Thursday, July 24, 2014

Introducing the Q

     NRBQ has long been my favorite rock band. Not that I've spent much time acquiring the taste for rock bands. To be honest, most of my listening life has been spent avoiding them. I always gravitated to the singer-songwriters and a simple and soft presentation. Then I spent a long time lost in exploring jazz singers. When I lifted my head to return to contemporary music, I decided to build up my rock music collection. It wasn't long before I heard about NRBQ - the finest rock band that never made it commercially.
     I bought their vinyl recordings and heard them in concert. Absolutely adored their musicianship and their mission to create music that's pop in the best vein - with infectious melodies and sweet harmonies. I've seen them many times and kept up with their work as their roster has changed - at first, with the departure of Al Anderson in 1993 and then, most significantly, with the departure of the Spampinato brothers in 2008.
     In 2004 the band stopped performing and recording for a while. Fans were later to learn that a big reason was because Terry Adams, their musical leader and monster keyboardist, had contracted Stage 4 throat cancer. In 2011 Terry decided to launch a new edition of NRBQ. He added Scott Lignon on guitar and vocals, Casey McDonough on bass and vocals, and Conrad Choucroun on drums.
     They have subsequently released three albums that fit beautifully into the NRBQ legacy. Touring behind their latest (Brass Tacks), the Q pulled into a jazz club in my town. I couldn't resist taking the entire family - my wife (who is well-versed in their work) and my 14-year-old and 12-year-old sons (who are only vaguely familiar with the band).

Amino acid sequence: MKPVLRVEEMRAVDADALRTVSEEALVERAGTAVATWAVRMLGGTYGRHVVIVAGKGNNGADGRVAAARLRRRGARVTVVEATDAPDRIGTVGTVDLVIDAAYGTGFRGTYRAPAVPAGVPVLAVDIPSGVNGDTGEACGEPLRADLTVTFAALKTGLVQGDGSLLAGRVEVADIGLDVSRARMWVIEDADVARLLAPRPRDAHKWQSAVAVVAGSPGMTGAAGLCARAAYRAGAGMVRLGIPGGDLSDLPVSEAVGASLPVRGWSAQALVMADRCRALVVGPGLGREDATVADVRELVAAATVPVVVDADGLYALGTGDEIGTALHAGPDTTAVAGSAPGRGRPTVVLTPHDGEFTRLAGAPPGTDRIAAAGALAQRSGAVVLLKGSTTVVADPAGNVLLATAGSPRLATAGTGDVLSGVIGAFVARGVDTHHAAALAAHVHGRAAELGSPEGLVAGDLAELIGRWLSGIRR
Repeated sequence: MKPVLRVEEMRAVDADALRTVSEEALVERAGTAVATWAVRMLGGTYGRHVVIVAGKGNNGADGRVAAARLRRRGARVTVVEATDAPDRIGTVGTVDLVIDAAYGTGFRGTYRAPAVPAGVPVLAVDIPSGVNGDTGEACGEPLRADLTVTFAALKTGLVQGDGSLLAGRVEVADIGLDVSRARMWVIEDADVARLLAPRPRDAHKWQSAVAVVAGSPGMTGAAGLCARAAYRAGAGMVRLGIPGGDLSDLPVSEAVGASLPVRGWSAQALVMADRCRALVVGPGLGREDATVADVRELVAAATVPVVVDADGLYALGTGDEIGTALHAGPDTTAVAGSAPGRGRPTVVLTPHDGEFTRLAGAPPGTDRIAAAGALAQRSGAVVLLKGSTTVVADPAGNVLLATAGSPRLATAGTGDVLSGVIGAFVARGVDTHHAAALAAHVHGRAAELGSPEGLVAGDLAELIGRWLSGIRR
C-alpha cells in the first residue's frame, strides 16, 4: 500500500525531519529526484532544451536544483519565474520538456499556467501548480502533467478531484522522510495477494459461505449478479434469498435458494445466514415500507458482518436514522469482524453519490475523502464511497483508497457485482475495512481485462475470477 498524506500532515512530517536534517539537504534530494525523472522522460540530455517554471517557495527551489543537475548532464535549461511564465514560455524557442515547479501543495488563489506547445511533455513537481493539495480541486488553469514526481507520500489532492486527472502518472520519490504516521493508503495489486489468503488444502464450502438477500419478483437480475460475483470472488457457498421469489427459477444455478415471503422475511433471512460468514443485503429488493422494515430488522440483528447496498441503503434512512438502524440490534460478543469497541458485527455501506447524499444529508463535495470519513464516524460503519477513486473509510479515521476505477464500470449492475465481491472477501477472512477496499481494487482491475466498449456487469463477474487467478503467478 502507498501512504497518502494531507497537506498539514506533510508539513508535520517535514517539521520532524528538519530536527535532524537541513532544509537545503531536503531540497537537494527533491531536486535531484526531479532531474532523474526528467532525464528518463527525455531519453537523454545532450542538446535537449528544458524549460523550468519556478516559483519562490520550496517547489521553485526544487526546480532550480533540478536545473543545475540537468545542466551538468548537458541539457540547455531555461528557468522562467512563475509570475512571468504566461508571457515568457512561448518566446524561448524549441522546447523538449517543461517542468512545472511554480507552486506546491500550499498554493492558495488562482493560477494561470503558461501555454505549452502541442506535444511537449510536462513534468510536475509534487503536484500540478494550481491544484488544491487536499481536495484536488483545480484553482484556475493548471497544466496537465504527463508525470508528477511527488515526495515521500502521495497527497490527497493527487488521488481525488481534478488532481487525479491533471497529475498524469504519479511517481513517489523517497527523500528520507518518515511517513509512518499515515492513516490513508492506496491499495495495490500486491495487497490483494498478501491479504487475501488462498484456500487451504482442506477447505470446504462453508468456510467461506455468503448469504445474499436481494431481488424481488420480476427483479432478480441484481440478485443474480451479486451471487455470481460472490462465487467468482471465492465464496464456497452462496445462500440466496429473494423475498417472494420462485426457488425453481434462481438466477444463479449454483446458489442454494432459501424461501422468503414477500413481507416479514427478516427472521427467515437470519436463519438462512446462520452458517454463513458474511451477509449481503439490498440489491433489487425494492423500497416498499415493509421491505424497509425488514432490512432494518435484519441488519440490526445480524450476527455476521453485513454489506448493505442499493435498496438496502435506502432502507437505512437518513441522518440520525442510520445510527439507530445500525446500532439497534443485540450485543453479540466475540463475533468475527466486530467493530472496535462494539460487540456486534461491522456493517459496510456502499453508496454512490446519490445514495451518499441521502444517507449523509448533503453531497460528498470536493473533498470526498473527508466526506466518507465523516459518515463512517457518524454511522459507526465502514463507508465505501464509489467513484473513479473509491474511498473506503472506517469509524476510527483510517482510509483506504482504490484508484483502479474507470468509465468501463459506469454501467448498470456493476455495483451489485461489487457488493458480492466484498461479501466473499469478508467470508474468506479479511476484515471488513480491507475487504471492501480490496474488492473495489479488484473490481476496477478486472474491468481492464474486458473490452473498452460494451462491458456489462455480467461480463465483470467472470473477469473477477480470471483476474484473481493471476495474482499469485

I didn't push the band hard on my boys before the show. Just played Brass Tacks and talked about how thrilled I was that they'd get to hear them. On the big night we arrived early and got a gander at some fellow NRBQ fans. A fellow at a table next to us had to do the inevitable (I suppose) once he saw my boys. "Well, you're going to hear a REAL band tonight," he emphasized. "Not any of that Justin Bieber stuff!" (Uh, OK. My lads were never interested in Bieber, but do go on...) This fan had seen the band the night before in Providence. "They did "'A' Train," he reported. "It was incredible!"
     The crowd was mostly what you'd expect: in the 55 to 65 range, but there were a few listeners in their twenties occupying a table directly in front of the band. "Are we too loud for you?" Terry Adams asked them at one point, "I was noticing you were covering your ears." The young ladies told him that they were just fine.
     When you go to hear the Q, watching Terry is an interesting pastime. He's always on the move. He bangs on the keys - sometimes hitting chords with his hand, at other times with his elbow. He jumps up and claps, or wanders about the room. He sits and gazes out at the audience. I can only hope that at 65 he is pleased with how the band's music is being received. From all the bobbing heads in the crowd, it's easy to see that everyone still digs what they do.
     I just can't get over how Terry's hairstyle is still virtually the same as when he started out in the music business. Same thing with Jackson Browne. They still look fine (although you're preoccupied with observing how they've aged). Still, a little odd - as if they refuse to acknowledge time's passage.
     How did my boys enjoy the Q? I'm definitely glad that they got to witness first-hand the sound of a great rock band. I'm confident that they get it, and understand why they're a big deal to me. My younger son asked to put some Q on his I-Pod. That's a good sign, right?
     Like most Q performances, though, the set wavered between mining classic songs from their catalog and taking detours into lengthy obscure jazz numbers. I know this programming keeps things interesting for the band, but it's taxing on the audience. My family was ready to leave a good 45 minutes before the show actually ended. Kudos to them for hanging in there with Dad!
     Once again I marveled at Scott Lignon. I just love his playing and singing. He reminds me a bit of Rhett Miller of the Old 97s. What a pleasure it was to watch his hands fly nimbly around the fret of his guitar. Scott often smiles and genuinely seems to enjoy his work.
     I recommend revisiting NRBQ if you've lost touch with them. I think that their sound is a precious commodity. They've got that roots/Americana sound down, but what's special is their humor and the way that they harken back to classic rock styles (like Beach Boy-like harmonizing and Nilsson-like hooks) in their singing and songwriting.